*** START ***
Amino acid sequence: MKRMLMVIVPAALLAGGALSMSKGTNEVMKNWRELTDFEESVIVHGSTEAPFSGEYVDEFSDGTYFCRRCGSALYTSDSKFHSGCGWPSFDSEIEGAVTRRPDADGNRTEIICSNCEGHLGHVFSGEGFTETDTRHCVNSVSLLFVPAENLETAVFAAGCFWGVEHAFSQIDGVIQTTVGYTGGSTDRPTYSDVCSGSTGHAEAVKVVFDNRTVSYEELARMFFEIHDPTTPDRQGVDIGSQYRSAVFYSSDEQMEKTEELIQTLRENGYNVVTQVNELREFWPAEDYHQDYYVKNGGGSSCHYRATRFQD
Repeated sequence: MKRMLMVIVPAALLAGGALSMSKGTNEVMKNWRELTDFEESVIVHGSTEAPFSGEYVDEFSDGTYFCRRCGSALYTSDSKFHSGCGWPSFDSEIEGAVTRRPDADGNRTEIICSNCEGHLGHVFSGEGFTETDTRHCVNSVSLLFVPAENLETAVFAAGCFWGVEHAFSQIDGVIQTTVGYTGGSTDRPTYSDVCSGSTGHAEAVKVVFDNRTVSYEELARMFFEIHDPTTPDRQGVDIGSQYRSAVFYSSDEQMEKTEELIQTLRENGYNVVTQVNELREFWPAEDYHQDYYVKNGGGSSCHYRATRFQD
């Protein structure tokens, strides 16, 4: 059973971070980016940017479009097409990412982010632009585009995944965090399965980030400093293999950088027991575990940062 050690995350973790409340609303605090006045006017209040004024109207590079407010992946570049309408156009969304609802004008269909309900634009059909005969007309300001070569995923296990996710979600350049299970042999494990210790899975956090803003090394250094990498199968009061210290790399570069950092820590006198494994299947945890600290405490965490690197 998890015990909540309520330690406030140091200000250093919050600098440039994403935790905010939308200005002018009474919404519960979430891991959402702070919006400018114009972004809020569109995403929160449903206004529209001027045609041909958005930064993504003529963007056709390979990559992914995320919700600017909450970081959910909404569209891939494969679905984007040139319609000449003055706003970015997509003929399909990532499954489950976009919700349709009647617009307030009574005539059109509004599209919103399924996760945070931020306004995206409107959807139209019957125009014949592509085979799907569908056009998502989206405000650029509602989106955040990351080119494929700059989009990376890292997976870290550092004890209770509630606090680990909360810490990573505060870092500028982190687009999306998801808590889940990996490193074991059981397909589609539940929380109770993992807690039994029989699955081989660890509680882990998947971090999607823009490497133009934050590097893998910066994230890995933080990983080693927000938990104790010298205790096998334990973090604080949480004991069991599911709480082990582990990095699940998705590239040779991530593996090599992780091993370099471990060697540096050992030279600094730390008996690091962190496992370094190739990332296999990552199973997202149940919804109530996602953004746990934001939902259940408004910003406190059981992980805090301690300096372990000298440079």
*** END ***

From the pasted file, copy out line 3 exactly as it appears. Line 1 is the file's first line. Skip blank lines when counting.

């Protein structure tokens, strides 16, 4: 059973971070980016940017479009097409990412982010632009585009995944965090399965980030400093293999950088027991575990940062 050690995350973790409340609303605090006045006017209040004024109207590079407010992946570049309408156009969304609802004008269909309900634009059909005969007309300001070569995923296990996710979600350049299970042999494990210790899975956090803003090394250094990498199968009061210290790399570069950092820590006198494994299947945890600290405490965490690197 998890015990909540309520330690406030140091200000250093919050600098440039994403935790905010939308200005002018009474919404519960979430891991959402702070919006400018114009972004809020569109995403929160449903206004529209001027045609041909958005930064993504003529963007056709390979990559992914995320919700600017909450970081959910909404569209891939494969679905984007040139319609000449003055706003970015997509003929399909990532499954489950976009919700349709009647617009307030009574005539059109509004599209919103399924996760945070931020306004995206409107959807139209019957125009014949592509085979799907569908056009998502989206405000650029509602989106955040990351080119494929700059989009990376890292997976870290550092004890209770509630606090680990909360810490990573505060870092500028982190687009999306998801808590889940990996490193074991059981397909589609539940929380109770993992807690039994029989699955081989660890509680882990998947971090999607823009490497133009934050590097893998910066994230890995933080990983080693927000938990104790010298205790096998334990973090604080949480004991069991599911709480082990582990990095699940998705590239040779991530593996090599992780091993370099471990060697540096050992030279600094730390008996690091962190496992370094190739990332296999990552199973997202149940919804109530996602953004746990934001939902259940408004910003406190059981992980805090301690300096372990000298440079």